Most musicals are just a series of songs strung together on the same plot. But not all shows have to be like that!
If you’ve been thinking about producing a concept musical instead of another run-of-the-mill Broadway-style production, then keep reading! We’ll tell you everything we know about how these shows work so that you can decide if this is right for your next project.
What is a concept musical?
A concept musical (or show) is an original play or musical that tells the story of one central idea. The main theme drives the narrative and everything in it, including characters, dialogue, music, and dance. Concept shows are often developed by writers who also direct them; this gives them more control over how they tell their stories visually and musically.
Every song contributes to the main story and creates more layers of depth for your audience. The songs in this type of production aren’t just there to move the plot along, but also help you explore deeper themes and emotions. This type of show can also be easier for audiences to understand than traditional musicals.
The history of concept music?
In the early 1960s, concept musicals became a significant form. Their disjointed approach to storytelling helped to breathe new life into a genre that had become conventional. The Fantasticks and Stop the World – I Want to Get Off were both released in 1961.
There are two main contenders for the title of the first concept musical: Rodgers and Hammerstein’s Allegro (1947) and Weill and Lerner’s Love Life (1948).
Despite this, it wasn’t until A Chorus Line, widely regarded as the classic concept musical, that the term “conception” was employed in a show’s description. The concept of music was a done deal by the mid-1970s.
Regardless of its exact origins, musical theatre’s maturing allowed it to become “a medium for social criticism and form innovation,” with the concept musical at the vanguard of this movement.
Some of the most renowned concept music shows
Cabaret – as a Political Manifesto
The roots of this musical are the combination of a play named ” I Am a Camera”-, John Masteroff, and the book named “The Berlin Stories “- Christopher Isherwood. They are sources of inspiration for his playwork to create concept music named “Cabaret”.
The concept of music was made in 1931 Germany when the Nazi party tightens its grip on the country. It depicts the seedy underbelly of life at the Kit Kat Klub. And the love story between American Cliff Bradshaw and British cabaret singer Sally Bowles.
Hair– The American Tribal Love-Rock Musical
This is one of the first rock musicals, premiered at The Public Theater off-Broadway in 1967 and then on Broadway in 1968. The lyrics are composed by Gerome Ragni and James Rado and music by Galt MacDermot.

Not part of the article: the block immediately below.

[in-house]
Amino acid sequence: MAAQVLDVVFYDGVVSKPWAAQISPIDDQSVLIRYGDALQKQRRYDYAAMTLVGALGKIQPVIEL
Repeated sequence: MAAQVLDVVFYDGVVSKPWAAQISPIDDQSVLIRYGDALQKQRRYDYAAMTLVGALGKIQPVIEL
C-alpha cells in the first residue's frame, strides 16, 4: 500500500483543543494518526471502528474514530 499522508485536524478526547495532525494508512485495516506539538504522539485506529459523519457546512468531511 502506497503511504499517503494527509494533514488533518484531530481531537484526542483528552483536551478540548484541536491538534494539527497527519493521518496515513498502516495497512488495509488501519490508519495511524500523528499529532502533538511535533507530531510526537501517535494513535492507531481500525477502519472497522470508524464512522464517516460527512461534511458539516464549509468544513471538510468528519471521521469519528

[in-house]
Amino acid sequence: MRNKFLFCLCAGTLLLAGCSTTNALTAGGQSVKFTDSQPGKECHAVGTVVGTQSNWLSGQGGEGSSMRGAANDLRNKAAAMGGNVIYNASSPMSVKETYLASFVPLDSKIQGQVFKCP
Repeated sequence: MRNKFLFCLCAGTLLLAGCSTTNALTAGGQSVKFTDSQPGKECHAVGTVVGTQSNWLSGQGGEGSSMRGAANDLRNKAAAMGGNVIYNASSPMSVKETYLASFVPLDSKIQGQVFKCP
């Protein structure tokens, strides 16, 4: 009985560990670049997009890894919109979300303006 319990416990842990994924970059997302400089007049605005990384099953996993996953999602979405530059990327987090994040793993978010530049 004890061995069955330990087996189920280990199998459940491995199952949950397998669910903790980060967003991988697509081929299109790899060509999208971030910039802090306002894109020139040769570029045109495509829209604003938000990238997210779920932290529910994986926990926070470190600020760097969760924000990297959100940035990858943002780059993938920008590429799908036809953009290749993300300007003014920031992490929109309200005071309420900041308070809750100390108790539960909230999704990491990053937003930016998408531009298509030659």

Several of the songs became anti-Vietnam War peace movement anthems, and the work reflects the creators’ perceptions of the late 1960s hippie counterculture and sexual revolution.
The first time the word “conception” was used in relation to musical theatre was in A Chorus Line. The concept music is based on interviews with real dancers, the show exploits the notion of an audition to reveal the complicated lives of hitherto nameless chorus members.
Cats- The spirit of the 1980s
Despite the fact that the play is centered on an idea rather than a chronological plot, author Andrew Lloyd Webber wanted for it to “reflect [or] remark on the world, even in an oblique, metaphorical way.”
This was a significant departure from the metaphors that had previously defined the notion of musical. The musical’s tremendous yet divisive impact changed the medium’s aesthetic, technology, and marketing. In 1998, Cats was converted as a direct-to-video film, and in 2019, it was made into a feature picture directed by Tom Hooper.
What is the purpose of a concept musical?
A concept musical is a show where every song contributes to the main story and creates more layers of depth for your audience. The songs in this type of production aren’t just there to move the plot along, but also help you explore deeper themes and emotions. This type of show can also be easier for audiences to understand than traditional musicals because they’re often simpler, shorter, and focus on one central idea or theme rather than several different ones at once.
What is the first concept musical?
This style of plot-based “integrated” show represented the image of the modern musical by the 1940s. Then, in 1947, Rodgers and Hammerstein created another historic show, Allegro, which is widely regarded as the first “concept musical.”
Who invented the concept musical?
In 1970, Stephen Sondheim, the most prolific author of concept musicals, released Company, which catapulted the genre into the mainstream of popular culture. Bob Fosse, the director-choreographer, and Harold Prince, the producer-director, both made significant contributions to the concept musical.
The concept of music is a theatrical genre that has been gaining popularity in recent years. It’s difficult to define, but it generally features an original story and often includes the use of multimedia elements such as projections or puppetry. There are many different types of concept musicals, with some being more popular than others. We’ll explore how you can create your own idea for this new form of theater below!